Meal plan includes more flex points
Kathy Lee | Thursday, September 8, 2005
Students with the “Flex 14” meal plan were in for a pleasant surprise this fall when they checked their balance at Notre Dame Food Services thanks to the allotment of 280 flex points rather than the 260 given in years past.
Flex Points, dollars set aside in students’ accounts to be spent only at food venues on campus, are often preferred by students who would rather eat at other food establishments than North or South Dining Halls for meals.
“Flex points are a lot more convenient than using cash, and offer variety from the dining hall,” sophomore Amanda Deckelman said.
The “Flex 14” plan provides students with 14 meals a week and an allowance of flex points. As the default meal plan for all residential students approximately 96 percent of students on campus choose the “Flex 14” plan over the 21-meal plan, according to Dave Prentkowski Director of Food Services.
The extra 20 points were added to the meal plan because students complained that all of the allotted 260 points were consumed before the end of the semester, Prentkowski said.
In order to answer student complaints, the Notre Dame Student Senate discussed last spring the possibility of creating a new “Flex-10” plan that would give students only 10 meals a week, but grant students a greater amount of flex points.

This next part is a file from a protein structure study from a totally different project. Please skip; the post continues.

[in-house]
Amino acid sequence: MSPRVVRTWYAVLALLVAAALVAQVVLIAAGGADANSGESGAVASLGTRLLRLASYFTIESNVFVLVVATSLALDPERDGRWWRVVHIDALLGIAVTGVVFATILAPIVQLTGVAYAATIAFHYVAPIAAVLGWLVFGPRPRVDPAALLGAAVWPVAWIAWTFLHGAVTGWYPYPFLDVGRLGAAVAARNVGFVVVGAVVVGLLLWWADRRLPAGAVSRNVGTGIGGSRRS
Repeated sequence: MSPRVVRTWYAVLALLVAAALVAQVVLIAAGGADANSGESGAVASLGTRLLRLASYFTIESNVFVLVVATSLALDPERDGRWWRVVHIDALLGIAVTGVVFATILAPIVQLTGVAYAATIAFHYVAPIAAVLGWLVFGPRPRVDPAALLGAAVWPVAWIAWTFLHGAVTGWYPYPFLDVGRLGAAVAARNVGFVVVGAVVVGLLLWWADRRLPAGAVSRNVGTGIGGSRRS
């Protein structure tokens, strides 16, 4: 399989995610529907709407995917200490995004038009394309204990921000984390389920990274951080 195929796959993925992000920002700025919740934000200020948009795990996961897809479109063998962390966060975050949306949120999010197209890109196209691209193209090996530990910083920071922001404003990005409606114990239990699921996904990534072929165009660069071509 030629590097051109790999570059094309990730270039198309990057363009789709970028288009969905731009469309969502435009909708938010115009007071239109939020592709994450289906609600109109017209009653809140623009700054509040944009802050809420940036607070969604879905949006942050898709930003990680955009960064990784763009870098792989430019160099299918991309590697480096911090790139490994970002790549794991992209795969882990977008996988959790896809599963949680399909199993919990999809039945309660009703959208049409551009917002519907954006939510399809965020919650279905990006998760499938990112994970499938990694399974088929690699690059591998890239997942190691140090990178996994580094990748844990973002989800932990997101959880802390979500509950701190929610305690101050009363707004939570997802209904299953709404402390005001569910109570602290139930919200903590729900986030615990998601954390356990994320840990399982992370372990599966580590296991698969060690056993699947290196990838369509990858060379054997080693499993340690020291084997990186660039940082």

The Senate was unable to pass the movement for several reasons including objections from the dining halls that said the increased flex points would be too expensive and some services of the dining hall might have to be cut to cover the extra cost.
“A 10 meal plan was not adopted for a number of reasons… [For one], The Office of Student Affairs interest in encouraging community dining hall based meals as much as possible,” Prentkowski said.
“I didn’t even know about it but it was a pleasant surprise. I feel like my schedule is busier and I end up using more points than in previous years,” said junior Ashley Kelly.
While it is true that the students have more nominal flex points, the value of those points decreased slightly, Prentkowski said.
“It should be noted that Notre Dame increases the Flex portion of the meal plan each year to assure that the students do not lose purchasing power due to inflationary price increases,” he said. “In fact, the increase, most years, is higher than general retail inflation and is related to the percentage of the increase of the cost of room and board.”
While the dining halls were wary of the proposed new increased flex point meal plan, other Food Service establishments such as Reckers, and the Huddle were much more accepting.
Prentkowski conceded that more flex points might produce more revenue but said it could hurt service.
“While the campus retail operations may generate more revenue from added flex dollars in the system the additional traffic may, at times, over tax the operation to the point of insufficient and slow service,” Prentkowski said, citing the long lines as Subway as an example.
Along with the arrival of more flex points, there are now more venues on campus accepting the points as a form of payment. Starting this fall, the Bookstore Coffee Shop began accepting flex points.
Though the number of flex points has increased, some students still wish there were more.
“There are enough to make a student have to learn to make decisions about spending. They could give me 500 points and I’d find a way to spend them but with a more limited supply, you become more selective in your purchases,” junior Ashley Kelly said.